The politicians and academics can and should look at policy and international agreements. As for me, I would welcome the challenge, even at a pro bono level, to contribute to the problem through enacting change of large-scale bias, empowering our country through affecting global impressions of our national brand. U.S products and services are indeed viable on the world stage. One idea can be a powerful thing, and the right endeavor would seem to transform a world of opinion, which is always an inspirational thing.

Obama Suffers Setbacks in Japan and the Mideast

 

 

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Rainy Days and Nesteggs

Monday, April 7th, 2014

“The recovery still feels like a recession to many Americans and it also looks that way in some economic statistics.”   — Janet Yellen

The agency business continues to be slow these days. For that matter, I’m well connected with a lot other businesses and as far as I can discern, it’s most every part of the business services category that seems to be plodding along.

Why? Well, I’ve asked a lot of people and the consensus seems to point to a new set of priorities in corporate governance at all those Fortune 1000 companies — the ones that used to dole out business to research firms, advertising agencies, and marketing consultants. The new trend favors building cash, buying back stocks, and increasing shareholder value. There’s been some dispute among the economically elite as to whether this is wise, as we saw with Citigroup trying to buy back over $1 Billion of its own stocks, and being denied by the SEC last month. Citigroup just announced that it will miss its profitability targets for this reason.

Aple_HQ

Apple: At $159 Billion, an equity value that could rival and exceed the GDP of many nations.

The Times says that according to Moody’s Investors Service, American companies outside the financial industry were sitting on a combined $1.64 trillion of cash by the end of 2013. And tech giants like Apple, Google and Microsoft had the most.

In fact, in The New York Times today, Apple is reportedly sitting on $159 Billion, saving it for a rainy day — i.e., opportunities for acquisition or to cushion a downturn. In the meantime, unlike Google and Facebook — which have shown themselves to be purchase-happy, almost drunk from public cash injections — Apple has never spent more than $1 Billion on any acquisition, and in the last decade it has only purchased AuthenTec, Siri, and Topsy. That’s a financial conservatism that mattress-loving misers could love.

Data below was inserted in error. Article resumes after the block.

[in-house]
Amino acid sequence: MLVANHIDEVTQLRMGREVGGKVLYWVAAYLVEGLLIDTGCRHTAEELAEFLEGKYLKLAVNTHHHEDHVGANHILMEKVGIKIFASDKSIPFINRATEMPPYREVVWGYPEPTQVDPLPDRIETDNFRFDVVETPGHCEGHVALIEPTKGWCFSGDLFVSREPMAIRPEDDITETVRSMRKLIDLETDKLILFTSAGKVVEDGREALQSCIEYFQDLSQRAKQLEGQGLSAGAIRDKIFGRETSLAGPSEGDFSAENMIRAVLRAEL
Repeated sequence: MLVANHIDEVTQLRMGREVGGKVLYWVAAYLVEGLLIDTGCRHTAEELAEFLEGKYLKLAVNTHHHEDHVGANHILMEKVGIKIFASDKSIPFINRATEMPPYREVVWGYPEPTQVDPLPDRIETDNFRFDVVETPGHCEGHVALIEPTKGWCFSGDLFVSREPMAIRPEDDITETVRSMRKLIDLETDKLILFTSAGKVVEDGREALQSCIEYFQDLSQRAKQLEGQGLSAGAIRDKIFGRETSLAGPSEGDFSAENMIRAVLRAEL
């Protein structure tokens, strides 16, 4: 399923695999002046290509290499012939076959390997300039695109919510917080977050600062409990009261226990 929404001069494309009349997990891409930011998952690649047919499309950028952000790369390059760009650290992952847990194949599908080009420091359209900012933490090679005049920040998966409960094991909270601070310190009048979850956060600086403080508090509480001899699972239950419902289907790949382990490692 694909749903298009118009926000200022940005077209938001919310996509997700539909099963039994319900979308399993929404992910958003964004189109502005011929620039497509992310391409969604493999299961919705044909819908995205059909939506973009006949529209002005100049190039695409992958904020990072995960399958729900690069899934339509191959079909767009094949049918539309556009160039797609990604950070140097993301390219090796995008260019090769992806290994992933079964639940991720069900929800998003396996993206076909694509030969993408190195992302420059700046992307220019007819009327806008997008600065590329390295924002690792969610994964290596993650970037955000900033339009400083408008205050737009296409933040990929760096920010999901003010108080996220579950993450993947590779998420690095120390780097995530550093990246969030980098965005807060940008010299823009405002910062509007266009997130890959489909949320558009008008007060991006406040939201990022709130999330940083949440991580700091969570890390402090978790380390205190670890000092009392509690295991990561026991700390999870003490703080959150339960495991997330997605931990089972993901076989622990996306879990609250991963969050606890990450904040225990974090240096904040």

What Apple Could Buy With Its $159 Billion

In the meantime, if the corporate tax attorney that I met last month has any credibility at all, I’m to believe that Apple pays exactly 2% in taxes to the U.S. government each year. For me, this drudges up memories of the Occupy Wall Street demonstrations in recent years. The protesters opposed greed and pointed their fingers at the very institutions that drive business success and enable companies to employ millions — all while documenting, tweeting, and posting with their store-bought Apple products, purchased with on their self-proclaimed meager wages. Knowing that this iconic company avoids its corporate economic responsibility to our own government — even as we fight an epic deficit problem, isn’t it interesting to see such product worship by these protesters? How ironic, really.

http://www.forbes.com/sites/leesheppard/2013/05/28/how-does-apple-avoid-taxes/

In the meantime, we’re managing well at our firm. We’re delivering to a group of loyal clients and focused on improving our own operations and capabilities, continuing to forge new relationships. I’m especially proud of the new website we have, and most recently the new Resources page we have created, a work in process that we aspire will be an entertaining, educational look at corporate and nonprofit brands: